These French fried onions are made without buttermilk and are easy to make at home. They are a tasty snack to munch on, a great addition to a burger, and the perfect topping for green bean casserole.
Living abroad, I don’t have easy access to French fried onions like I did in the States.
If I looked hard enough, I could probably find them, but at a large mark up. So, I’ve started making my own French fried onions without buttermilk at home and I’m glad I do!
Fried onions are easy to make and I like knowing exactly what’s in the food I’m serving.
It’s also nice because it makes my dairy free green bean casserole look prettier and more impressive.
Really, who doesn’t like the ohs and ahs that come from guests, especially when it didn’t take much effort? I certainly do.
Why aren’t my fried onions crispy?
This can happen when the oil isn’t yet heated when adding the onions. The onions soak in the oil for too long and end up soft and soggy.
Are French fried onions dairy free?
Yes, French’s fried onions are dairy free, but homemade are usually made with buttermilk.
French fried onions Vs. Onion rings
Other than the obvious difference in shape, an onion ring’s coating is typically a thick, batter-like mixture of flour, breadcrumbs, or cornmeal, while the coating of French fried onions is a lighter and crispier seasoned flour mixture.
Onion rings are also fried until golden-brown and served as a side, whereas French fried onions are meant to be crispy and are served as a topping.
WHICH TYPE OF OIL TO USE
I use neutral oils like canola oil, safflower oil, sunflower oil, and vegetable oil.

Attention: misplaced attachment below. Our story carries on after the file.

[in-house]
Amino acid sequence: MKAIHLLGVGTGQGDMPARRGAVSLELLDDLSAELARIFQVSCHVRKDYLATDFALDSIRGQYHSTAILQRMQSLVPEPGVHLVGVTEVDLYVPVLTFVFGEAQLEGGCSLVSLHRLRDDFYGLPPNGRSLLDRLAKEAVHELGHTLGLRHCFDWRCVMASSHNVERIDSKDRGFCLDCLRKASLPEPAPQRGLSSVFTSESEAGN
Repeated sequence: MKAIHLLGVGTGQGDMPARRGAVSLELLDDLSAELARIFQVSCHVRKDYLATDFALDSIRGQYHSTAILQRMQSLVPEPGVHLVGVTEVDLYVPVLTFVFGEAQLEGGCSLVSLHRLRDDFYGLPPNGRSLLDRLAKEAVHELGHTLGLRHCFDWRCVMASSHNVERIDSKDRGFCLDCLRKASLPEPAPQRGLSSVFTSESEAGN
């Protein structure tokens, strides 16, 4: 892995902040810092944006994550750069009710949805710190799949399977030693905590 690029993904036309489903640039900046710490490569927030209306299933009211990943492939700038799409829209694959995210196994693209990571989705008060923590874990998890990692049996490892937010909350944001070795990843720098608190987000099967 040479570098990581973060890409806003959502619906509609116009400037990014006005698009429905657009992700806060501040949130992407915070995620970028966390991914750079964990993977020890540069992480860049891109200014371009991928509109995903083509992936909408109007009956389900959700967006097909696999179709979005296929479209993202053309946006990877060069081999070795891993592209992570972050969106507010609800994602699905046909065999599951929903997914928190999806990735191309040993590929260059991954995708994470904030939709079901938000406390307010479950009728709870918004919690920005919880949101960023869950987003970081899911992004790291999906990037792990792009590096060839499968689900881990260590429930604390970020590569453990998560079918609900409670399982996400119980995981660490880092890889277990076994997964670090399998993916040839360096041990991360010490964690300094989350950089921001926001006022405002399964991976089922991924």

Which DAIRY FREE MILK TO USE
You can use any preferred unsweetened dairy free milk.
I use coconut milk because I already have a can open when making dairy free green bean casserole.
However, you can use oat milk, almond milk, and can probably even get away with using water.
GLUTEN FREE OPTION
Gluten Free Flour
Substitute all-purpose gluten-free flour in place of all-purpose regular flour cup for cup.
Buckwheat flour is easy to find compared to most other gluten-free flours, and it adds a nice earthy nutty taste.
The downside is that it has a distinct flavor, so the change will be noticeable.
It’s also darker, so the color won’t be the same. Substitute cup for cup.
Rice flour can also be used and can be found in most Asian and health food stores.
White rice flour has a mild flavor and doesn’t change the color of the muffin or quick bread.
Since it doesn’t have much flavor, it’s best to use it with ingredients that do. Substitute cup for cup.
Oat flour is made from whole oats that have been ground into a powder, which can easily be done at home.
It gives more flavor and a chewier and crumblier texture than regular all-purpose flour.
Substitute 1 cup of all-purpose flour for 1 1/3 cup oat flour. To make 1 cup of oat flour, blend 1 1/4 cups of oats in a food processor until finely ground.
Note: oats must be marked gluten-free because they can get cross-contaminated in the factory.
I once tried making a batter first to then dip the onions in. Instead, I got a ball of dough I threw out before going back to following my own instructions.